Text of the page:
This may not look like much, but these 18 grams of emergency yarn saved my Kosher-bacon-equivalent, and my shawl from utter disaster. Imagine, if you will, embarking on a project of – for you – daring complexity. Challenges abound, both obvious and hidden. Reward, if it comes at all, is likely to be relative, and rather modest. In my case, the challenge was lace, and the ostensible reward was to be warm shoulders and a fine glow of achievement.
Well, not so much, it turned out. Firstly, it has to be said, I learned a couple of less-than-palatable things about myself. Namely (but in no particular order), I bore more easily than I like to think; I am willing to accept desperately low standards of finishing and also, I can’t count to ten. Or four, actually. Possibly even to two, but my ability to count is so compromised, and my counting-confidence so damaged that I’m no longer sure how many I can’t count to. I am trying to get reconciled to being one of those (along with millennia of hunter-gatherers) who apparently count, one; two; many. I have news: this is not good for lace knitting.
So, I worked my way through interminable – well, a fair few – in fact, frankly many – rows of the Echo Flower shawl pattern. It has repeats ten stitches, and eight rows long. After about ten repeats of this I got very bored indeed. It turns out that while I can do endless stockinette without minding, once I have to pay attention (in my case, a sort of tongue-between-the-teeth level of attention), my boredom threshold is embarrassingly low. It’s close to vanishingly small, in fact, but I am also tenacious, and it turns out that I’m marginally more tenacious than I was bored.
I was proud of managing the two-into-nine and three-into-nine stitches without fuss, and rightly so, I still think. I was, and am, less proud of the fact that any indication that I had added a stitch, or dropped one, or done the wrong kind of decrease, or lost or gained a yarnover was dealt with by resolutely fudging. I tinked back from time to time, but as often as not, I’m ashamed to say, I made do and mended. And this, in spite of the keen awareness that if a lace pattern doesn’t line up, you might as well not bother knitting it. Hell, as long as I got more or less to the end of the row with approximately the right number of stitches, I was willing to let it go. What’s an SSK or a S2K2P2SSO (or whatever) between friends?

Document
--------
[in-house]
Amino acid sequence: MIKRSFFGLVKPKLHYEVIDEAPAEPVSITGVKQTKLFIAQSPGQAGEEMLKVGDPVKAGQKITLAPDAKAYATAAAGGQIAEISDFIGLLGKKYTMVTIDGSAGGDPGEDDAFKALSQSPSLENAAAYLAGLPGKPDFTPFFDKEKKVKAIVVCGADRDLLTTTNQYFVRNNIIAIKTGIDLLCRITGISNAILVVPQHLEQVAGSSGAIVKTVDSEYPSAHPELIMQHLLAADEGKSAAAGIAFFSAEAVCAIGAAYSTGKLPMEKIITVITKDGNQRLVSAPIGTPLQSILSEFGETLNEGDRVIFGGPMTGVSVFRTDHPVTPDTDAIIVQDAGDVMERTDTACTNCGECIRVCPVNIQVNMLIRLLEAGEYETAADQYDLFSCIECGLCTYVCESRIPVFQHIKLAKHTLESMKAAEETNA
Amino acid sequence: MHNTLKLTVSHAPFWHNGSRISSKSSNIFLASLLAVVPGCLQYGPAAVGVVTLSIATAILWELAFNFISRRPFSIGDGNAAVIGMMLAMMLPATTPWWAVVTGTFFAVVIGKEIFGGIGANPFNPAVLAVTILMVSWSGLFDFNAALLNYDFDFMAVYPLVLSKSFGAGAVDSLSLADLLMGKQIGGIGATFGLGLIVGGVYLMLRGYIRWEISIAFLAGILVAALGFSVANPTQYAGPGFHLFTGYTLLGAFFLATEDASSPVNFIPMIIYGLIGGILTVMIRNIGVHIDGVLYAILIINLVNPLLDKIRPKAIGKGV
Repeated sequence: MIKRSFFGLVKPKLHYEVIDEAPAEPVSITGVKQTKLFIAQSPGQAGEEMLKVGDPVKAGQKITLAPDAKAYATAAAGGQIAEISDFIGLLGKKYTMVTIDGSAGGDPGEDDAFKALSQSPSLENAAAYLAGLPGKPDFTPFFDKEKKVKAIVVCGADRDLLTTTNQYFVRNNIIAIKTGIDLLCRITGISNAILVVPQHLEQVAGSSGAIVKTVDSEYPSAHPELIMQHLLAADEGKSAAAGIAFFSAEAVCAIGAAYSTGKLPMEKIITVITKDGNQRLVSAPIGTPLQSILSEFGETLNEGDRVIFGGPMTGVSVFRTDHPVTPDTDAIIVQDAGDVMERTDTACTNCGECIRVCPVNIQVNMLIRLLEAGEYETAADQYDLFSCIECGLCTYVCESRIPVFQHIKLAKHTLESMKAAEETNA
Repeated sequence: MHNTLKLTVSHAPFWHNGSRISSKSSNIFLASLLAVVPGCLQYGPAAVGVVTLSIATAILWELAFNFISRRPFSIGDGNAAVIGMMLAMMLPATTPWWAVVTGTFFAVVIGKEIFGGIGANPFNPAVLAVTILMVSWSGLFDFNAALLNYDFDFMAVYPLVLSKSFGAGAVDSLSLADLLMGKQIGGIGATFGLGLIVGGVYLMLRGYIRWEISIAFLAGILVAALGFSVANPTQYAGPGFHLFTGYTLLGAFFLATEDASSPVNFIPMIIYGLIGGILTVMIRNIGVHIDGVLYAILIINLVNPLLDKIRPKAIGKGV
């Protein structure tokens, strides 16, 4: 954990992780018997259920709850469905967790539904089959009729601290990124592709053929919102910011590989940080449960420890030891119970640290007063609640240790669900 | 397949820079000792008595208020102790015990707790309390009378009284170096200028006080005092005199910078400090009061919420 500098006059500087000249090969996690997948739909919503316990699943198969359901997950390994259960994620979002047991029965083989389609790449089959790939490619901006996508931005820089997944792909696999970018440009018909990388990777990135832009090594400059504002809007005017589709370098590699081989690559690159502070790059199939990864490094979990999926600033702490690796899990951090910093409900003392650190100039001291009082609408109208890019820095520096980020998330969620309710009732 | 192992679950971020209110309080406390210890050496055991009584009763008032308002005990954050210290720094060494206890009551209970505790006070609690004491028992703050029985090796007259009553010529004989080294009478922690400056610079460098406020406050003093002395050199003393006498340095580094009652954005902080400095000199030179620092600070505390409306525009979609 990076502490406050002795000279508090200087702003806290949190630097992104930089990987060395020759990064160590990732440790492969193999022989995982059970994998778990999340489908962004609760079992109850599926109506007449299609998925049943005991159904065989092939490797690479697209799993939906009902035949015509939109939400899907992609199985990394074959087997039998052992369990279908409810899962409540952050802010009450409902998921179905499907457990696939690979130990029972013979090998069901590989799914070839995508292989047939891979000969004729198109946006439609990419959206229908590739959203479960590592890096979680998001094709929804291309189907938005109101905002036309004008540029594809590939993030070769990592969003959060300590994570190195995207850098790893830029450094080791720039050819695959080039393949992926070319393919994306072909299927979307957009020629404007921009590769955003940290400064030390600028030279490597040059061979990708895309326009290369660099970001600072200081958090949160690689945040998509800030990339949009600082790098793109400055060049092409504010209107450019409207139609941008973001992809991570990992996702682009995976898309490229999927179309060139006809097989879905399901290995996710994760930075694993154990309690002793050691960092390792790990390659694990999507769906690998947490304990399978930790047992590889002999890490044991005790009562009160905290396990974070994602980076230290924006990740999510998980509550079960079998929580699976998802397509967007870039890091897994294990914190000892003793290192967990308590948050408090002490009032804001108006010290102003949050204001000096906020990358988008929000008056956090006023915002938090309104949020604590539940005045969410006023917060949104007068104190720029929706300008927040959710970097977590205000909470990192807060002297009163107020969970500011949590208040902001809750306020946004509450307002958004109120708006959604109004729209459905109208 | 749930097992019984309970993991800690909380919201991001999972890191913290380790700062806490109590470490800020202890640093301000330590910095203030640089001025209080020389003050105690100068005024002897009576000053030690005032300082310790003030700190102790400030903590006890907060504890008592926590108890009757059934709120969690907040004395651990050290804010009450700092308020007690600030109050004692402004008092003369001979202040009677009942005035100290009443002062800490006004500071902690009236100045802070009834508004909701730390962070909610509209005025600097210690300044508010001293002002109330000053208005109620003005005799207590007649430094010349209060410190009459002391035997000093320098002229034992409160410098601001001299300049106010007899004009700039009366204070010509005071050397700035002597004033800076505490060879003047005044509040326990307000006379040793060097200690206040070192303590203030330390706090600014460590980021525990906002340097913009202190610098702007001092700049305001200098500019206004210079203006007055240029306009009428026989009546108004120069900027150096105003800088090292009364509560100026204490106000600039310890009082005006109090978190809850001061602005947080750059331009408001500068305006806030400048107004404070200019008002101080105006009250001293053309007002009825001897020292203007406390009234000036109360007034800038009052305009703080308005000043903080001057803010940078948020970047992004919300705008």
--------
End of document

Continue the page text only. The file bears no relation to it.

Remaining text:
OK: I admit it: I was wrong. What’s an SSK or a S2K2P2SSO (or whatever) between friends? The difference between lace and a dog’s dinner. But what of it?
I digress. Let us just say that eventually I was rid of the blasted blossom repeats and then I made what may have been my fatal error. I switched to the border charts for the Laminaria shawl. In theory, this should have worked just fine, because the blossom repeats are common to both shawls, and the Laminaria pattern clearly indicates what percentage of the yardage is taken up by the border. I weighed, I measured, I cogitated, and I steamed ahead.
Alright, not steamed exactly, but still. I thought I was going to be fine, and then one day, I realised I was decidedly not fine. In fact, somehow, it seemed that about 20g of yarn had evaporated (who knew yarn could evaporate?). Somehow I was nine rows from the end, and rapidly running out of yarn. How in the name of all that is holy did that happen? I still don’t know. I went on Ravelry and bleated in distress. I begged and pleaded, and wrung my hands, and a kind soul generously offered to supply me with the necessary extra yards of the precious (irreplaceable, unmatchable) yarn I was using.
Post haste, it came. Cue the Seventh Cavalry. Bugles! Everything! Here it is. All 78.3 yards of it. Saved! Saved, in the nick of time.
Because it turned out that the Shawl that Refused to Die wasn’t finished with me yet. I can report without exaggeration or embellishment that I had very carefully weighed the the last row before I ran out (eight rows from the end), and calculated I was using two grams per row. I calculated (one, two, many – I really thought I was within my comfort zone here) what I would need to finish. And the dispatcher of cavalry sent more than I asked for (I think 18g of a 100g skein of yarn is a pretty generous donation, myself), and I got to two rows from the end and saw, most clearly that I wasn’t going to make it after all. My shawl was Scott of the Antarctic, struggling back towards basecamp, and expiring twelve miles from safety. I was that close. I tinked (again); I bound off a row before the end (really, it’s a dog’s dinner: why did I even think this mattered?) and …
I can barely bring myself to admit it, I ran out again. Yes, the third time, I ran out of yarn twenty stitches from the end. At this point I capitulated, and went to find the best match I had on hand. A very non-identical undyed BFL in about the right weight and approximately (I think two, but now I’ve lost my confidence) similar number of plies.
And I soaked it, and blocked it, and the miracle of lace happened. Yes, by any real lace knitter’s standards, it’s still crap. But it went from this:
And that’s enough of a miracle to ensure I’m willing to go through all this again. But this time, I really will try to make sure I have enough yarn to finish the job.